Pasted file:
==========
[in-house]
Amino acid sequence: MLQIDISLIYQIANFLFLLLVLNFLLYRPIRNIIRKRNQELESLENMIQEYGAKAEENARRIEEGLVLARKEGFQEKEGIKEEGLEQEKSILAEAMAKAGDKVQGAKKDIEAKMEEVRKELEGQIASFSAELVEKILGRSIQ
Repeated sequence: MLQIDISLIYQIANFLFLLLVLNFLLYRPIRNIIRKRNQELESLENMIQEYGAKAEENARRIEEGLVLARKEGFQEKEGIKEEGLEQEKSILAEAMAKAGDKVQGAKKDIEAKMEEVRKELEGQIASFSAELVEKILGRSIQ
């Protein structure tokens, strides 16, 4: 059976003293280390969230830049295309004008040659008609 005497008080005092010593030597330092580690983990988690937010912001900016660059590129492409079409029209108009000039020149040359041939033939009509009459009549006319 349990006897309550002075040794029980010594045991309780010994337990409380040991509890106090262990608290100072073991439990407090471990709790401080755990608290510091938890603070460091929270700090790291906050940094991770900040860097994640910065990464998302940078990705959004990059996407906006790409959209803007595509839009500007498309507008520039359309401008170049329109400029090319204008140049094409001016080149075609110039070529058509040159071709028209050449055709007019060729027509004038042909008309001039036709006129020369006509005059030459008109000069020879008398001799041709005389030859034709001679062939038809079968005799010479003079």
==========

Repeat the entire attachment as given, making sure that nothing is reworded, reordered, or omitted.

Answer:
[in-house]
Amino acid sequence: MLQIDISLIYQIANFLFLLLVLNFLLYRPIRNIIRKRNQELESLENMIQEYGAKAEENARRIEEGLVLARKEGFQEKEGIKEEGLEQEKSILAEAMAKAGDKVQGAKKDIEAKMEEVRKELEGQIASFSAELVEKILGRSIQ
Repeated sequence: MLQIDISLIYQIANFLFLLLVLNFLLYRPIRNIIRKRNQELESLENMIQEYGAKAEENARRIEEGLVLARKEGFQEKEGIKEEGLEQEKSILAEAMAKAGDKVQGAKKDIEAKMEEVRKELEGQIASFSAELVEKILGRSIQ
């Protein structure tokens, strides 16, 4: 059976003293280390969230830049295309004008040659008609 005497008080005092010593030597330092580690983990988690937010912001900016660059590129492409079409029209108009000039020149040359041939033939009509009459009549006319 349990006897309550002075040794029980010594045991309780010994337990409380040991509890106090262990608290100072073991439990407090471990709790401080755990608290510091938890603070460091929270700090790291906050940094991770900040860097994640910065990464998302940078990705959004990059996407906006790409959209803007595509839009500007498309507008520039359309401008170049329109400029090319204008140049094409001016080149075609110039070529058509040159071709028209050449055709007019060729027509004038042909008309001039036709006129020369006509005059030459008109000069020879008398001799041709005389030859034709001679062939038809079968005799010479003079």